Hiking in a down jacket will likely be far too warm unless you hit some serious cold - so bring gear that you like and feel comfortable hiking with. There really isn't a right answer - some gear is lighter than others but ultimately you need to be the one who wears (and carries) the stuff.
In regards to a rain jacket - tt does rain in Southern California and people such as myself who've only hiked the trail once probably speak too much in absolutes. But I can say with certainty that it can and will rain in Southern California in late spring. Several years back there famously were some hikers who were on Mount Baden-Powell and got caught int he snow and rain. They were hypothermic. They had sent their tents and rain gear ahead and then called a trail angel to be picked up at nearby road. The trail angel refused, citing their lack of preparedness wasn't a reason to need "rescue." This resulted in quite a bit of gnashing of teeth over at the PCT List Serve (pct-l). But ultimately, the fact is that you are responsible for yourself and even a lightweight rain jacket such as DriDucks or something on that line provides adequate protection. Personally, I'd like a heavier duty rain jacket if I was going to use if for days on end (see the state of Wasington), but many have carried DriDucks and jackets of similar ilk and been fine.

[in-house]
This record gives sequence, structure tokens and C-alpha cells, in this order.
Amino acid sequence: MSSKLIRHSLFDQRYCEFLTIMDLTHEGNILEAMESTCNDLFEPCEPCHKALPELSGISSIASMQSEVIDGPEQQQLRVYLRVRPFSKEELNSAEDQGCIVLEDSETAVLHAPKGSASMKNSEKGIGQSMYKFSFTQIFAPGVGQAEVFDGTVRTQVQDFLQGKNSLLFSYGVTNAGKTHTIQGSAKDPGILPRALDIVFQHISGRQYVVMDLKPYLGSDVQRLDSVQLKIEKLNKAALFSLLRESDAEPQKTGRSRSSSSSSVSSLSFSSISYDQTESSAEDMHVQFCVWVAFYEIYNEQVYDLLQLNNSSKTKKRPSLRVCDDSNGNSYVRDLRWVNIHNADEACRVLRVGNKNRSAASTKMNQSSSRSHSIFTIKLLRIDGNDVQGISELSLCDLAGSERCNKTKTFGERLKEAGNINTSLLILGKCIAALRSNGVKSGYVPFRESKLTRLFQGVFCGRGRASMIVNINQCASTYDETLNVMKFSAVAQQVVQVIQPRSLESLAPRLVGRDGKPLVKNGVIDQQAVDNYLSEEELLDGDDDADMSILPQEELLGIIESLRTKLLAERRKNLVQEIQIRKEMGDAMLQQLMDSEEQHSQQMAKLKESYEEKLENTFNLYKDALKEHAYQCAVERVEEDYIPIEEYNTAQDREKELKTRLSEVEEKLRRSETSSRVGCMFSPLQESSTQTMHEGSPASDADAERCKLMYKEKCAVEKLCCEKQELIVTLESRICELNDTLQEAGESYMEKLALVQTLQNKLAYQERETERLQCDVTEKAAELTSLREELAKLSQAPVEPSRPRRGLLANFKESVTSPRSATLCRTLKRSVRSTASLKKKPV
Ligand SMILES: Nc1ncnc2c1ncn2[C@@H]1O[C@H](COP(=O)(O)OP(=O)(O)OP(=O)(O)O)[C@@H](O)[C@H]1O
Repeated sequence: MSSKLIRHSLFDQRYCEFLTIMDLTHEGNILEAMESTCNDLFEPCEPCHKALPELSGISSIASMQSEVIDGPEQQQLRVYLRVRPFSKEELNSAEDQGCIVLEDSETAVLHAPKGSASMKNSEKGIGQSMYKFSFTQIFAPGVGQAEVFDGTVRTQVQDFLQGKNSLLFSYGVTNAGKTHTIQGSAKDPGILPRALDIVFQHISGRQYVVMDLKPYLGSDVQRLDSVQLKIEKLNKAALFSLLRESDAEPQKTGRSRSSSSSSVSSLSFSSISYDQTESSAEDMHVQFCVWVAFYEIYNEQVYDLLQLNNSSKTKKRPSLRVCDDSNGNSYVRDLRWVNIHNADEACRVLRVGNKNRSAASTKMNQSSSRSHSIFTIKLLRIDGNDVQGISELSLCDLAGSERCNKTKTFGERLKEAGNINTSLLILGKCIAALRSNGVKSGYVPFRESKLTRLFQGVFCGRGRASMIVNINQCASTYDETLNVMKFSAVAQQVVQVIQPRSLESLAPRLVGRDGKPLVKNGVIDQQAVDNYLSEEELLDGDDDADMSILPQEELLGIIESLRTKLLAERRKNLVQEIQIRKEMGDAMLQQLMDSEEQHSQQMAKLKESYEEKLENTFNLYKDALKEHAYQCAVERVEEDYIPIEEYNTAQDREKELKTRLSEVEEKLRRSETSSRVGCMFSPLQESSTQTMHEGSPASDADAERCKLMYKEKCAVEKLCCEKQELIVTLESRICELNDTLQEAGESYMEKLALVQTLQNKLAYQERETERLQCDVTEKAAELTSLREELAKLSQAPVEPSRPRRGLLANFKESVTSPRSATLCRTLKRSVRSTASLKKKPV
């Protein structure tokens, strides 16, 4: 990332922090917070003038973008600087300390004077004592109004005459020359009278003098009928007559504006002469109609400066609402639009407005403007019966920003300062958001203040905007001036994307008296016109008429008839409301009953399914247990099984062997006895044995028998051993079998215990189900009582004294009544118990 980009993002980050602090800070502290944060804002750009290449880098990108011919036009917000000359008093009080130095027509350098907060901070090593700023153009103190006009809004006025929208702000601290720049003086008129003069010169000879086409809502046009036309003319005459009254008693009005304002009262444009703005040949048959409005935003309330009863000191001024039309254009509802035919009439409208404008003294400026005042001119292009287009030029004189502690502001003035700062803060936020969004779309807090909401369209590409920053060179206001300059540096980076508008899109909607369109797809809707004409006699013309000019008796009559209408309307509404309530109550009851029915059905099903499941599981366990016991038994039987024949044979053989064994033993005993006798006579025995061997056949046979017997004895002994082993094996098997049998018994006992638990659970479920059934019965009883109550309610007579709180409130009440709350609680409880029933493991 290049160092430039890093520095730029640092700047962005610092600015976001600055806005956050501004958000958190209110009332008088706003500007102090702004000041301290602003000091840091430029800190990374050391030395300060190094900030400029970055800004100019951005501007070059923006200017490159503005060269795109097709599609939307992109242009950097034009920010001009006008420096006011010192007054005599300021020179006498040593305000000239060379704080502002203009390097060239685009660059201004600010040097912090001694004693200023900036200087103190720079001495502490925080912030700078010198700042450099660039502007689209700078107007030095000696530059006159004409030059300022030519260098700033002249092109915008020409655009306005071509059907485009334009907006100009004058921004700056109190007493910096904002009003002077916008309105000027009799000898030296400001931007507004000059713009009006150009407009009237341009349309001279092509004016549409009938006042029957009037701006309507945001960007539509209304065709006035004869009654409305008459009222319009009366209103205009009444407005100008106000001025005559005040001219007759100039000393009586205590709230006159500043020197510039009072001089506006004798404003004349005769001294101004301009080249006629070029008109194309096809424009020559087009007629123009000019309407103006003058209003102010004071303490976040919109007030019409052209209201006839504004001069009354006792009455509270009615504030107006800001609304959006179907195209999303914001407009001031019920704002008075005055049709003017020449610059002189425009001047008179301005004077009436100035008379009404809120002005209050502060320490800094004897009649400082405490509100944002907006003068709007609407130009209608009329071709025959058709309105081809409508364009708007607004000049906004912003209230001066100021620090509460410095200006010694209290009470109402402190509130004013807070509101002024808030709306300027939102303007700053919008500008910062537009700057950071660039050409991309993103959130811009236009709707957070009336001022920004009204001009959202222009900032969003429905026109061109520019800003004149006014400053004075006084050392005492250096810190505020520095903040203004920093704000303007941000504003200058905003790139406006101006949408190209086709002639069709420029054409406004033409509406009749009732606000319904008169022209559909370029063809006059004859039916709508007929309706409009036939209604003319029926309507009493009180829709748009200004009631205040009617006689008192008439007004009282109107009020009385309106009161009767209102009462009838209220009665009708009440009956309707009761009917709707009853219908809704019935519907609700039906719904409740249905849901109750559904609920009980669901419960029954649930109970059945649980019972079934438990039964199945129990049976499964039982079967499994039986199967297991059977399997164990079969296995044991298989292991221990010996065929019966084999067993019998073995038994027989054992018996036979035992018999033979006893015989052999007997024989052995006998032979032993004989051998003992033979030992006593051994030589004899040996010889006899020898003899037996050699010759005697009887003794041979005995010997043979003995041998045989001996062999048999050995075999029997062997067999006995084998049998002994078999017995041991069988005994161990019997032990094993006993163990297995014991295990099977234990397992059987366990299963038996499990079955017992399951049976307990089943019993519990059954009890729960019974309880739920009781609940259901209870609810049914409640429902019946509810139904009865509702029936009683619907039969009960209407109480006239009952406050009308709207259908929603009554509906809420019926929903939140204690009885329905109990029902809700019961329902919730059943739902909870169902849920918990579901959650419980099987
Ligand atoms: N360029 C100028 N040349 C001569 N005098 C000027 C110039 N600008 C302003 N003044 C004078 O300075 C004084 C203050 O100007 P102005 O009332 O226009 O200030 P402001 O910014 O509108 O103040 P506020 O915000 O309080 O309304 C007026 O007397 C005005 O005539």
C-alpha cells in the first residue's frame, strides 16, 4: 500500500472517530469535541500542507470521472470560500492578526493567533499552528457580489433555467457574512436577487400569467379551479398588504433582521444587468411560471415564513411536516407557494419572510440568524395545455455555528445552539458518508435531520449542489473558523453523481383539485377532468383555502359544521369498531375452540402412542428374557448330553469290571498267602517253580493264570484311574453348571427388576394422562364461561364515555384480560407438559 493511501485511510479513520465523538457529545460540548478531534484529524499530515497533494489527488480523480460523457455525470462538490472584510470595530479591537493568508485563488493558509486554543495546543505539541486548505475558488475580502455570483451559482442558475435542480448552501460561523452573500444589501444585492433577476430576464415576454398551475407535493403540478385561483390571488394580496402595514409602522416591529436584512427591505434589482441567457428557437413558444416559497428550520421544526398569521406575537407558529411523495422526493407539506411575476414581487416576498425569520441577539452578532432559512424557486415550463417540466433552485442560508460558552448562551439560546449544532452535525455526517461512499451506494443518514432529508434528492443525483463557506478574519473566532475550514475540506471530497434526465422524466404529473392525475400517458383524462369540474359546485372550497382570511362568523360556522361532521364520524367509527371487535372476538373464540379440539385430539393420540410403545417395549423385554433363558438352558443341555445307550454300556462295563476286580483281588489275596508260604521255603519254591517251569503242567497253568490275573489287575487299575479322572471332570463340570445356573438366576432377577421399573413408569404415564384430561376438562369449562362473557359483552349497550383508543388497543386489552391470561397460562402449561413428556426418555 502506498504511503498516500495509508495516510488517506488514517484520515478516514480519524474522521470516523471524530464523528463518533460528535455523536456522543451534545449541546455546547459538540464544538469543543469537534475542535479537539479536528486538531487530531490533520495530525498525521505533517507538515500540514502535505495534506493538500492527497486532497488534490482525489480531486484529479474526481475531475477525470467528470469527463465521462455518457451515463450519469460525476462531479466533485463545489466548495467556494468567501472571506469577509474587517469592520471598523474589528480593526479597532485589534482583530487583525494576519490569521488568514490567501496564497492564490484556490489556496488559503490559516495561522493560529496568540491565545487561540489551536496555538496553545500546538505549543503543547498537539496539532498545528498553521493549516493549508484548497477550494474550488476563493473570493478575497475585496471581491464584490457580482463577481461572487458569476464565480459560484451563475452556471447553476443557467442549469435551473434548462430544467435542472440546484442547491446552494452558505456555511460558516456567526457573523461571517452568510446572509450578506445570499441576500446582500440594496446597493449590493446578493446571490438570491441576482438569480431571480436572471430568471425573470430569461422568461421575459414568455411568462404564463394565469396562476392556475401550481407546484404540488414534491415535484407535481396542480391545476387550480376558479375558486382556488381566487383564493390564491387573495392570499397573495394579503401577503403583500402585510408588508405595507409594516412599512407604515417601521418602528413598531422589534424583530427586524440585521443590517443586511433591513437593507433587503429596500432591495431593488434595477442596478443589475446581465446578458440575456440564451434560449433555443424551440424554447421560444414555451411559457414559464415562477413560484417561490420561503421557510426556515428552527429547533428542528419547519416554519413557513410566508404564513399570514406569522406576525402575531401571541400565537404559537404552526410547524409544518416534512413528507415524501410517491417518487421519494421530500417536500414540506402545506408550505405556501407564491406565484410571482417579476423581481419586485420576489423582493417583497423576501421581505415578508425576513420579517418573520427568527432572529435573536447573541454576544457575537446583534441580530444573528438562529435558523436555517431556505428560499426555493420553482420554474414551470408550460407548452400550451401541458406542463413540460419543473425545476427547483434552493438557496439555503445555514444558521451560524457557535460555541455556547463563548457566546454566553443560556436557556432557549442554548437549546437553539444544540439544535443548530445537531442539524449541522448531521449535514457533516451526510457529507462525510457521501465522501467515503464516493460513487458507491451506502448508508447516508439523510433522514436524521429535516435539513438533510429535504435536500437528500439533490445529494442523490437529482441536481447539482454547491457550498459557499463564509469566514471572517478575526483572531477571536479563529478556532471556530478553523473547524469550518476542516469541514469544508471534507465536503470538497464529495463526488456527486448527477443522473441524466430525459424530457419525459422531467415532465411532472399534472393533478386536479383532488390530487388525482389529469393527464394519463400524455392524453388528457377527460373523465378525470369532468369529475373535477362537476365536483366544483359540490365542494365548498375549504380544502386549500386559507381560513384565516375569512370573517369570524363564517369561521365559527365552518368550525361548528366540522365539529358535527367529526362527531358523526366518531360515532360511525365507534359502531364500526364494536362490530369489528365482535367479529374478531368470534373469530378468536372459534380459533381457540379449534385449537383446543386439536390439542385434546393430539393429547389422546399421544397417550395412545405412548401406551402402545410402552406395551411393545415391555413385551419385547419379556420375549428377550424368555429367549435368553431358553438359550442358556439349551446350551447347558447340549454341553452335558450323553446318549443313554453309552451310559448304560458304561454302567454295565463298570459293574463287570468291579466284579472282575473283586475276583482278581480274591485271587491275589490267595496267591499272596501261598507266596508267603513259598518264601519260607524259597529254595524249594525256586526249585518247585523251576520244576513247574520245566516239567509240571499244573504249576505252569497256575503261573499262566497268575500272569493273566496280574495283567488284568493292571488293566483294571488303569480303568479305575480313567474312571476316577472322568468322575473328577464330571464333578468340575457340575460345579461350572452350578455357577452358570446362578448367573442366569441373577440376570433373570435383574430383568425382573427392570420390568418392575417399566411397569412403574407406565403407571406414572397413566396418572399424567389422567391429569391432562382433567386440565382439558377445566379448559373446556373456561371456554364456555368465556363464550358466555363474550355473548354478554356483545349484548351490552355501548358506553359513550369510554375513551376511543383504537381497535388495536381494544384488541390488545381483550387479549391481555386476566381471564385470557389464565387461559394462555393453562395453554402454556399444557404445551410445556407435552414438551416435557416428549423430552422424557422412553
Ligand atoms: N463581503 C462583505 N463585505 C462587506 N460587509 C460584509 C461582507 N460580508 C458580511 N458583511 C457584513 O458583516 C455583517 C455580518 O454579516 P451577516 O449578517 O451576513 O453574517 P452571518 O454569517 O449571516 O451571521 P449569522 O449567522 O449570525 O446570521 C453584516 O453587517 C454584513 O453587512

Yes, you are likely to carry rain gear for many miles without using. You can always send it ahead to a post office if the forecast looks clear. Or you can hike right through bad weather or even wait the bad weather out. It generally doesn't last long. But my jacket made a nice wind breaker a few times in Southern California near the wind farms, where, it can really, really be windy (go figure). It made for some nice fashion while doing laundry in town. Mostly, though, it wasn't needed until I reached Oregon.
Clint's suggestion for sleep socks is an excellent suggestion, particularly if you get cold. It also keeps your bag cleaner, particularly in SoCal where the dust and grime can build up in your shoes and there isn't always a lot of extra water around to wash up with.
More importantly, Clint point out that as a thru-hiker, gear weight is just but one consideration. He's right, you do adapt and if carrying a heavier jacket or thicker pad is the difference between enjoying your trip or not, by all means, carry the extra ounces. The point is to have fun out there and enjoy this opportunity to hike to your heart's content.
I admire your lightweight approach to things. I think the suggestions by Dan, Clint, Stephan and Scott are really insightful. Wish I knew more of this stuff when I started down the trail!